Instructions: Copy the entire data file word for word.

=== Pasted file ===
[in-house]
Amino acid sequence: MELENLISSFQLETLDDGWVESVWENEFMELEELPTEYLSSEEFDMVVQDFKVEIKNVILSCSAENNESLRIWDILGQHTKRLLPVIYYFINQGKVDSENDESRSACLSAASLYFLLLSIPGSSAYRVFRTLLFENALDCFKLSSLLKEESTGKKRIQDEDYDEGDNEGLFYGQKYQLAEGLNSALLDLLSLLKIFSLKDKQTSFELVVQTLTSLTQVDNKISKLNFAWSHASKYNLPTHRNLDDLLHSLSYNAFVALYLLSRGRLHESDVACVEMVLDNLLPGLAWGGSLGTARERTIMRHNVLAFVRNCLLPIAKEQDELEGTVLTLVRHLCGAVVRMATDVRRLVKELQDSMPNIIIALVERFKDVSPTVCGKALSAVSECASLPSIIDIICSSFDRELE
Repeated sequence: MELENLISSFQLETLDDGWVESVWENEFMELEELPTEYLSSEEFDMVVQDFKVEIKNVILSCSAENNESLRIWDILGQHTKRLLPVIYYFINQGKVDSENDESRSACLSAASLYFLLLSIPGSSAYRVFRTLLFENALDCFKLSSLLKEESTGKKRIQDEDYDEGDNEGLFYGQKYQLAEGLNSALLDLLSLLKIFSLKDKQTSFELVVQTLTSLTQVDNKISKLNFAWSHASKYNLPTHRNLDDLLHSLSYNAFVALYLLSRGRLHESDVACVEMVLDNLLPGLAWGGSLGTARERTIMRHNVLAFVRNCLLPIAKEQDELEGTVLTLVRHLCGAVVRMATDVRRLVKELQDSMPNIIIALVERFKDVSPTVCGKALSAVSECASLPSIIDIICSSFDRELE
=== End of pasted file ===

[in-house]
Amino acid sequence: MELENLISSFQLETLDDGWVESVWENEFMELEELPTEYLSSEEFDMVVQDFKVEIKNVILSCSAENNESLRIWDILGQHTKRLLPVIYYFINQGKVDSENDESRSACLSAASLYFLLLSIPGSSAYRVFRTLLFENALDCFKLSSLLKEESTGKKRIQDEDYDEGDNEGLFYGQKYQLAEGLNSALLDLLSLLKIFSLKDKQTSFELVVQTLTSLTQVDNKISKLNFAWSHASKYNLPTHRNLDDLLHSLSYNAFVALYLLSRGRLHESDVACVEMVLDNLLPGLAWGGSLGTARERTIMRHNVLAFVRNCLLPIAKEQDELEGTVLTLVRHLCGAVVRMATDVRRLVKELQDSMPNIIIALVERFKDVSPTVCGKALSAVSECASLPSIIDIICSSFDRELE
Repeated sequence: MELENLISSFQLETLDDGWVESVWENEFMELEELPTEYLSSEEFDMVVQDFKVEIKNVILSCSAENNESLRIWDILGQHTKRLLPVIYYFINQGKVDSENDESRSACLSAASLYFLLLSIPGSSAYRVFRTLLFENALDCFKLSSLLKEESTGKKRIQDEDYDEGDNEGLFYGQKYQLAEGLNSALLDLLSLLKIFSLKDKQTSFELVVQTLTSLTQVDNKISKLNFAWSHASKYNLPTHRNLDDLLHSLSYNAFVALYLLSRGRLHESDVACVEMVLDNLLPGLAWGGSLGTARERTIMRHNVLAFVRNCLLPIAKEQDELEGTVLTLVRHLCGAVVRMATDVRRLVKELQDSMPNIIIALVERFKDVSPTVCGKALSAVSECASLPSIIDIICSSFDRELE